Greymouth: New Zealand`s Prime Minister John Key warned the nation to prepare for the
worst as there remained no viable way to reach 29 coal miners missing since Friday when they were trapped by a blast so powerful it broke surface vents and blew dust across nearby
A bomb-disposal robot that was sent into the Pike
River mine to assess conditions and learn the fate of the men
short-circuited and failed today when water hit it
Replacements were being flown from the New Zealand
army and from West Australia, said police superintendent Gary
Knowles, the head of the rescue operation.
"Toxicity is still too unstable to send rescue teams
in," Knowles told reporters. "This is a very serious situation
and the longer it goes on, hopes fade, and we have to be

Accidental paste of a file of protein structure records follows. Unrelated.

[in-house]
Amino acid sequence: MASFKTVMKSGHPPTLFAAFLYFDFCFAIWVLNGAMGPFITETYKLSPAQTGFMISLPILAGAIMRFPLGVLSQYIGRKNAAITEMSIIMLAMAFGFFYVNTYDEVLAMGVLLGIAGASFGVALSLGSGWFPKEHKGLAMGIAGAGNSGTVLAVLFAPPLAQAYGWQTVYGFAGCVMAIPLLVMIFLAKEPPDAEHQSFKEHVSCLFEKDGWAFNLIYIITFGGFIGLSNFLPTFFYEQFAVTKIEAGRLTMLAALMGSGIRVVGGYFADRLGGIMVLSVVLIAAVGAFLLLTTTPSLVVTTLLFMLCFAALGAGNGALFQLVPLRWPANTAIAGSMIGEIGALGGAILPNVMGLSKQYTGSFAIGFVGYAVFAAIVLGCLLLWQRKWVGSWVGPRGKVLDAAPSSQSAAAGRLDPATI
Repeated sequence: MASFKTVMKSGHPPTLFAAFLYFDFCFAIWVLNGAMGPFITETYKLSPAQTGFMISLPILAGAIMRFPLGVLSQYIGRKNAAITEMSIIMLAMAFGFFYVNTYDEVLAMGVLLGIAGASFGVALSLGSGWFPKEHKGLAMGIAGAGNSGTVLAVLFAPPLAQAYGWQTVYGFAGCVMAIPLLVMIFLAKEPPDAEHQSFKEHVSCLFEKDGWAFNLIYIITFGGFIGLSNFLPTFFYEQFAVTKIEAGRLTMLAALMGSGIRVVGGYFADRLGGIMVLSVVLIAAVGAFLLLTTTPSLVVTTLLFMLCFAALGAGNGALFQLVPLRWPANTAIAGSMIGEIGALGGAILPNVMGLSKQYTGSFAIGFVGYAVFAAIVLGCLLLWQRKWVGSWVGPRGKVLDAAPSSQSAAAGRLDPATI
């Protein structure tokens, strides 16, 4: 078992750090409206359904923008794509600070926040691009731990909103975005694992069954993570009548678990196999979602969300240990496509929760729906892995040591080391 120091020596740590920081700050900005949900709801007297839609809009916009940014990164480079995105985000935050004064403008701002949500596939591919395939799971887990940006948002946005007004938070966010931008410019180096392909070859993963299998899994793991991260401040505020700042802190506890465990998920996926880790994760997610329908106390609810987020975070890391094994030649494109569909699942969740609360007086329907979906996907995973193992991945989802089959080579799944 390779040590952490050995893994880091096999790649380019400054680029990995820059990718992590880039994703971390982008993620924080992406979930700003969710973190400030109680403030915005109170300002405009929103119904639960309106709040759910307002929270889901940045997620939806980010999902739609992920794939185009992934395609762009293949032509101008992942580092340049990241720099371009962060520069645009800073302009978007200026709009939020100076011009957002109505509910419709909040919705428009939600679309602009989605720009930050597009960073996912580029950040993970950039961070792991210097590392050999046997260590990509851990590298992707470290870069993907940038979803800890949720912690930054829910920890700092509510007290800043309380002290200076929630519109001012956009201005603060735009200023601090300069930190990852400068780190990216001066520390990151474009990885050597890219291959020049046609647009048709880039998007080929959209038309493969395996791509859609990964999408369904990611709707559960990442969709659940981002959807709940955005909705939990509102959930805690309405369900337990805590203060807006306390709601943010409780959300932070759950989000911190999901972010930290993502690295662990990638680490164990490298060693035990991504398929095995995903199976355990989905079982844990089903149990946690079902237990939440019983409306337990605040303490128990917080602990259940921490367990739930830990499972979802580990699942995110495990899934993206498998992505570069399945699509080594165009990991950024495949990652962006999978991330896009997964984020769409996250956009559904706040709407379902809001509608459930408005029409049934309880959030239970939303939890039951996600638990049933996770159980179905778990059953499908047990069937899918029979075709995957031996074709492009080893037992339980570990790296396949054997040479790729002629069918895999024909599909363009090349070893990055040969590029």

The robot breakdown and the release of security camera footage showing the huge power of a blast last Friday sent relatives` hopes for the men`s survival plummeting.
"We hope and pray that the missing men are alive and
well," Key said in a somber address to Parliament. "But given
we have not had contact with the men for nearly four days, the
situation remains grave. Although we must stay optimistic,
police are now planning for the possible loss of life."
There had been little progress hours later, when the situation entered its fifth day.
Rescuers cannot enter the mine because toxic and
potentially explosive gases are swirling in the tunnels and
heat underground is believed to be coming from a smoldering